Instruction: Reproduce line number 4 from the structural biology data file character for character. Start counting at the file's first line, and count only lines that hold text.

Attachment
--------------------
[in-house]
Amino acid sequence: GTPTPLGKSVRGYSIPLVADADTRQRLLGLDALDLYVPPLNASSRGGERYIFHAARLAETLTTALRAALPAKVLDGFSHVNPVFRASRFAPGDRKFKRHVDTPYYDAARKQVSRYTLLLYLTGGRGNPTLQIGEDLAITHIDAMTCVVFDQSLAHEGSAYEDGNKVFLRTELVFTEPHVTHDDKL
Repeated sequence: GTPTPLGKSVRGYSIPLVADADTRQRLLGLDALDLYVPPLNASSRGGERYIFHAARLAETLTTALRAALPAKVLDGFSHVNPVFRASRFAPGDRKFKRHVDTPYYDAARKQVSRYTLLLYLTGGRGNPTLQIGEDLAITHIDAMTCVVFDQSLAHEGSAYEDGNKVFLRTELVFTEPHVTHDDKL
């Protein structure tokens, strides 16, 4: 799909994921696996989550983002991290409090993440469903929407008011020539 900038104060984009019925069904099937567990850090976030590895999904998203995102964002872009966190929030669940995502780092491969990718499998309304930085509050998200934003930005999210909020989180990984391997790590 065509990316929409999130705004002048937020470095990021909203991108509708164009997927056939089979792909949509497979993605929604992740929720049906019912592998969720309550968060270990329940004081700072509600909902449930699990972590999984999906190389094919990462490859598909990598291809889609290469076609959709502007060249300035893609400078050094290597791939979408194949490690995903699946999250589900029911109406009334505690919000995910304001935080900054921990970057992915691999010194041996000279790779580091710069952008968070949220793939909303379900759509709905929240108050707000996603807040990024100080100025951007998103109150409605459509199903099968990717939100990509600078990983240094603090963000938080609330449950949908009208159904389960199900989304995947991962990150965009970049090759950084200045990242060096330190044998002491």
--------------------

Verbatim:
């Protein structure tokens, strides 16, 4: 799909994921696996989550983002991290409090993440469903929407008011020539 900038104060984009019925069904099937567990850090976030590895999904998203995102964002872009966190929030669940995502780092491969990718499998309304930085509050998200934003930005999210909020989180990984391997790590 065509990316929409999130705004002048937020470095990021909203991108509708164009997927056939089979792909949509497979993605929604992740929720049906019912592998969720309550968060270990329940004081700072509600909902449930699990972590999984999906190389094919990462490859598909990598291809889609290469076609959709502007060249300035893609400078050094290597791939979408194949490690995903699946999250589900029911109406009334505690919000995910304001935080900054921990970057992915691999010194041996000279790779580091710069952008968070949220793939909303379900759509709905929240108050707000996603807040990024100080100025951007998103109150409605459509199903099968990717939100990509600078990983240094603090963000938080609330449950949908009208159904389960199900989304995947991962990150965009970049090759950084200045990242060096330190044998002491």